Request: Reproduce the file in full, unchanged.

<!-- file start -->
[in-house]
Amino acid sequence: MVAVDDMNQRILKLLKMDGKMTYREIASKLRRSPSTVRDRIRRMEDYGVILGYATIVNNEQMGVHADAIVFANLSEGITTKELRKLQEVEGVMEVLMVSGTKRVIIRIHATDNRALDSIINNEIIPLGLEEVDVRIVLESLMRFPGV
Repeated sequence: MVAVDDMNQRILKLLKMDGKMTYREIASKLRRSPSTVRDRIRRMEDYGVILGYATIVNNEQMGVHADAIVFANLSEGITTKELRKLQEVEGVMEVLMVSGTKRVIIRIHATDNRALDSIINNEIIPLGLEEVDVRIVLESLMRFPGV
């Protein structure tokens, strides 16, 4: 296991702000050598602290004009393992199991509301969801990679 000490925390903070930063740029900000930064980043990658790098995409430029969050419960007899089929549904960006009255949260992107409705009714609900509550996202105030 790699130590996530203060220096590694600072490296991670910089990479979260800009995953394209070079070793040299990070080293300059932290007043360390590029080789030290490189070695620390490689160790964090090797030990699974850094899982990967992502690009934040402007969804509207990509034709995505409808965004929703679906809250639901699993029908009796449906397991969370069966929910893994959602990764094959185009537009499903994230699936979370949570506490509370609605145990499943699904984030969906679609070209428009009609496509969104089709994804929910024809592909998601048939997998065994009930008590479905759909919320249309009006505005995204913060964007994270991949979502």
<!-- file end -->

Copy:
[in-house]
Amino acid sequence: MVAVDDMNQRILKLLKMDGKMTYREIASKLRRSPSTVRDRIRRMEDYGVILGYATIVNNEQMGVHADAIVFANLSEGITTKELRKLQEVEGVMEVLMVSGTKRVIIRIHATDNRALDSIINNEIIPLGLEEVDVRIVLESLMRFPGV
Repeated sequence: MVAVDDMNQRILKLLKMDGKMTYREIASKLRRSPSTVRDRIRRMEDYGVILGYATIVNNEQMGVHADAIVFANLSEGITTKELRKLQEVEGVMEVLMVSGTKRVIIRIHATDNRALDSIINNEIIPLGLEEVDVRIVLESLMRFPGV
């Protein structure tokens, strides 16, 4: 296991702000050598602290004009393992199991509301969801990679 000490925390903070930063740029900000930064980043990658790098995409430029969050419960007899089929549904960006009255949260992107409705009714609900509550996202105030 790699130590996530203060220096590694600072490296991670910089990479979260800009995953394209070079070793040299990070080293300059932290007043360390590029080789030290490189070695620390490689160790964090090797030990699974850094899982990967992502690009934040402007969804509207990509034709995505409808965004929703679906809250639901699993029908009796449906397991969370069966929910893994959602990764094959185009537009499903994230699936979370949570506490509370609605145990499943699904984030969906679609070209428009009609496509969104089709994804929910024809592909998601048939997998065994009930008590479905759909919320249309009006505005995204913060964007994270991949979502």